Having beaten back the LTTE offensive in Trincomalee, the SLA launched offensive action targeting Sampur. The LTTE abandoned Sampur on Aug 4, 2006 as the SLA stepped up offensive action in the Trincomalee District. In the aftermath of the liberation of Sampur, the then Foreign Minister, Mangala Samaraweera declared that in spite of LTTE aggression, the GoSL was committed to a negotiated settlement. Minister Samaraweera reiterated Sri Lanka’s commitment to the Oslo-led peace initiative, while emphasising the need to face the LTTE’s military challenge. Addressing the Colombo-based diplomatic community at an official function, Minister Samaraweera didn’t mince his words when he warned the LTTE of grave consequences of its actions. He said its military action would prove counterproductive. The international community didn’t take the Foreign Minister’s warning seriously as Co-Chairs to the Sri Lankan peace process felt that in spite of the SLA’s superiority in numbers, the LTTE was able to overwhelm the military.

ICRC silent, LTTE seeks


The ICRC never made known its position on the LTTE attack on the Muhamalai entry/exit point public, though it was aware that the closure thereof would severely inconvenience the civilian community. The international community and civil society organisations remained silent. They remained quiet as long as they felt that the LTTE could achieve its military objectives in the Jaffna peninsula. But, once they realised that the LTTE offensive was doomed they launched a campaign to pressure the government to re-open the gateway to Jaffna under the auspices of the ICRC. The military rejected the proposal. Defence Secretary Gotabhaya Rajapaksa said that the road wouldn’t be re-opened again under the supervision of any third party. He stressed that the military wouldn’t even consider re-opening until the military brought the ongoing offensive action to a successful end. (Jaffna won’t be accessible overland––The Island Sept. 28, 2006). Having failed to defeat the SLA in Jaffna, the LTTE, with the support of the Norwegian-led Sri Lanka Monitoring Mission (SLMM) and other international players as well as the Tamil National Alliance (TNA), demanded the immediate re-opening of the entry/exit point. On the day before, The Island revealed the GoSL’s decision not to re-open the gateway under international supervision, the then LTTE Political Wing leader, S. P. Thamilselvan was in Kilinochchi to discuss restoration of the overland route. Shortly before the SLMM chief, Maj. Gen. (retd) Lars Solvberg met Thamilselvan, the SLAF mounted a heavy attack on an LTTE base close to the Mullaitivu-Paranthan road. During the discussion in Kilinochchi, Thamilselvan demanded an immediate cessation of hostilities. The Defence Secretary refused. Having beaten back LTTE offensives directed at both Trincomalee and Jaffna, the tough talking Gajaba veteran felt that the GoSL’s counter attack was on track and there was not reason to stop the offensive. The LTTE realised the growing danger in a sustained GoSL offensive, particularly in view of efforts to cripple its overseas arms network. The LTTE couldn’t stomach the loss of a ship in an SLN operation on Sept 17, 2006, 120 nautical miles (225 kms) off Kalmunai. It was the first successful SLN operation since the destruction of an LTTE vessel on June 14, 2003. (This issue was discussed extensively in part 39 and 40 in the War on terror Revisited series).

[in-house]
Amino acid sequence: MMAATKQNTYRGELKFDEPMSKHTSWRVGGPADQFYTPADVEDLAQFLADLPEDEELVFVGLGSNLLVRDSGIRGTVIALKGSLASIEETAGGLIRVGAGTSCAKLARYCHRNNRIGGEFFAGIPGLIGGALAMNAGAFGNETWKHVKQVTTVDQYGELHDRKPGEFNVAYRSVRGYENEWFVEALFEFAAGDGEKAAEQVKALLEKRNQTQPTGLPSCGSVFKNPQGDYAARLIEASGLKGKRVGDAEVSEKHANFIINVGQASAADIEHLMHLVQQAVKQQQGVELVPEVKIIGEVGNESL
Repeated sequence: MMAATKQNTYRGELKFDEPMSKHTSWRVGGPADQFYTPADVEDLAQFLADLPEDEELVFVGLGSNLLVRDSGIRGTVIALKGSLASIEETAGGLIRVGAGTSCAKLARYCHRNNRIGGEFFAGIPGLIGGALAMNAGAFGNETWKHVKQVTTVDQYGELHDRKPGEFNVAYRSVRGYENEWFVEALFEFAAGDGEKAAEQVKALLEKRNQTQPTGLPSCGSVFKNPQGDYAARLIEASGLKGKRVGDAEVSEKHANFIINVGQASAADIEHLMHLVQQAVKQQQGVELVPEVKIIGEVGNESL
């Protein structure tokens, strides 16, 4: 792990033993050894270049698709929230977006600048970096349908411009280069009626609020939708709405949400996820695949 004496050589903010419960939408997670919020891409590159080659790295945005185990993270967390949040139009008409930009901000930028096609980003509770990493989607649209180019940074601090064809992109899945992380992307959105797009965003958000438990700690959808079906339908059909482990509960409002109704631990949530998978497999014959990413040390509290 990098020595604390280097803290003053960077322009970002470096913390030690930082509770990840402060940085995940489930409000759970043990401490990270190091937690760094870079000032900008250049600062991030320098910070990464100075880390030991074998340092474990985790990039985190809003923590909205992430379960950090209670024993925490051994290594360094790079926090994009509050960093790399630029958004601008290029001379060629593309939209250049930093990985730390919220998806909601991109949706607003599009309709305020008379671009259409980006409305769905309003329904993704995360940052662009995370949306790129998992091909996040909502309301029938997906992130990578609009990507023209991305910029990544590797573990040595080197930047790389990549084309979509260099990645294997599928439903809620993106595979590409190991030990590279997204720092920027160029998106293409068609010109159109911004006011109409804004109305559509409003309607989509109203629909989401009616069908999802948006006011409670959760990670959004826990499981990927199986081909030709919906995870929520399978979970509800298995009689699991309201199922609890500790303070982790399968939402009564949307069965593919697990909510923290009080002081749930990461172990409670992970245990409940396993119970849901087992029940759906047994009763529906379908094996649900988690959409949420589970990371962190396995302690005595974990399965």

The closure of the Muhamalai entry/exit point deprived the civilian community of an opportunity to leave the peninsula. Despite severe constrains, the SLN took on the challenging task of maintaining regular movements between Trincomalee and Kankesanthurai after the ICRC refused to join the humanitarian mission due to LTTE pressure. The LTTE felt that the GoSL would be compelled to re-open the access, if it found it impossible to sustain the Trincomalee–Kankesanthurai sea route.

LTTE initiated Aug


The SLMM, too, remained mum on the LTTE offensive launched in Aug 2006, while those supportive of the LTTE’s project blamed the GoSL for initiating the Jaffna battle. They conveniently turned a blind eye to the LTTE causing the Mavil-aru crisis on July 26, 2006, the attack on ‘Jetliner’, Trincomalee SLN base as well as other SLA and SLN bases on Aug 1, 2006 and the Aug 11, 2006 assault on the Jaffna frontline. Instead, the GoSL was accused of initiating the action. The Island raised the issue of responsibility with the SLMM mission headquarters situated in Colombo on many occasions in the wake of the LTTE and its supporters blaming the GoSL for the situation in the Northern Province. In early Sept. 2006, the SLMM disputed the LTTE claim that the GoSL had triggered the Jaffna battle. In a special report authored by one-time Swedish head of the SLMM, Maj. Gen. Ulf Henricsson, which dealt with the situation in the Jaffna peninsula, the mission asserted that the LTTE was responsible for the offensive. The SLMM chief pointed out that the Tigers had advanced over the SLA’s forward defence lines near the Muhamalai entry/exit point, while units landed on several beaches in the south and on Kayts and Mandaitivu islands. Commenting on the LTTE claim that it had no option but to respond to artillery strikes launched by the SLA, the SLMM said, "Considering the preparation level of the operations it seems to have been a well prepared LTTE initiative." The military appreciated the SLMM’s belated comment. The SLMM statement came in the wake of the SLA evicting the LTTE from Sampur after repulsing an attack on Muttur. The LTTE reacted angrily to the GoSL move to establish an SLN base at newly liberated Sampur (SLMM blames LTTE for Jaffna battle-The Island Sept 8, 2006).